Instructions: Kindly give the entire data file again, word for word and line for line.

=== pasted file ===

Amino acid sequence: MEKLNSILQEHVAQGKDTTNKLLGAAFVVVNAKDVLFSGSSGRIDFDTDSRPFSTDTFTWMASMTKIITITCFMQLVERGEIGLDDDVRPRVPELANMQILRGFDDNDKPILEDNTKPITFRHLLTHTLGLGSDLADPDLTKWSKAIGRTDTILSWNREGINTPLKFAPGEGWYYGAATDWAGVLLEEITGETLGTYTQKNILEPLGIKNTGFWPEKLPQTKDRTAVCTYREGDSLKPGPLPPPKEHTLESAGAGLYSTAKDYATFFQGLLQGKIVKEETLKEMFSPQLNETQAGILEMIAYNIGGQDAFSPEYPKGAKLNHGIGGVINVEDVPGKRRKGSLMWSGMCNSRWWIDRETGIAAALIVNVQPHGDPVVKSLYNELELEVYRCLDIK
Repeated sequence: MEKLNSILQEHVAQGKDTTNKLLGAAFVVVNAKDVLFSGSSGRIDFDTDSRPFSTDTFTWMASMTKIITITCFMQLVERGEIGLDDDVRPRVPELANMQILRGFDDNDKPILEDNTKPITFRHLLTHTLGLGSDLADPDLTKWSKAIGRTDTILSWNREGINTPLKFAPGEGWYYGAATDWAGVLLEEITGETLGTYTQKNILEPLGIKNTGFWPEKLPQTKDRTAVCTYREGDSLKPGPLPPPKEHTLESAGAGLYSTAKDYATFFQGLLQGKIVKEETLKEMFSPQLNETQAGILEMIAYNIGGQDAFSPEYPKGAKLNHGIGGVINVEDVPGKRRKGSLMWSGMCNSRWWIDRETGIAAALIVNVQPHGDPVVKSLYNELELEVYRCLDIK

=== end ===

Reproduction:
Amino acid sequence: MEKLNSILQEHVAQGKDTTNKLLGAAFVVVNAKDVLFSGSSGRIDFDTDSRPFSTDTFTWMASMTKIITITCFMQLVERGEIGLDDDVRPRVPELANMQILRGFDDNDKPILEDNTKPITFRHLLTHTLGLGSDLADPDLTKWSKAIGRTDTILSWNREGINTPLKFAPGEGWYYGAATDWAGVLLEEITGETLGTYTQKNILEPLGIKNTGFWPEKLPQTKDRTAVCTYREGDSLKPGPLPPPKEHTLESAGAGLYSTAKDYATFFQGLLQGKIVKEETLKEMFSPQLNETQAGILEMIAYNIGGQDAFSPEYPKGAKLNHGIGGVINVEDVPGKRRKGSLMWSGMCNSRWWIDRETGIAAALIVNVQPHGDPVVKSLYNELELEVYRCLDIK
Repeated sequence: MEKLNSILQEHVAQGKDTTNKLLGAAFVVVNAKDVLFSGSSGRIDFDTDSRPFSTDTFTWMASMTKIITITCFMQLVERGEIGLDDDVRPRVPELANMQILRGFDDNDKPILEDNTKPITFRHLLTHTLGLGSDLADPDLTKWSKAIGRTDTILSWNREGINTPLKFAPGEGWYYGAATDWAGVLLEEITGETLGTYTQKNILEPLGIKNTGFWPEKLPQTKDRTAVCTYREGDSLKPGPLPPPKEHTLESAGAGLYSTAKDYATFFQGLLQGKIVKEETLKEMFSPQLNETQAGILEMIAYNIGGQDAFSPEYPKGAKLNHGIGGVINVEDVPGKRRKGSLMWSGMCNSRWWIDRETGIAAALIVNVQPHGDPVVKSLYNELELEVYRCLDIK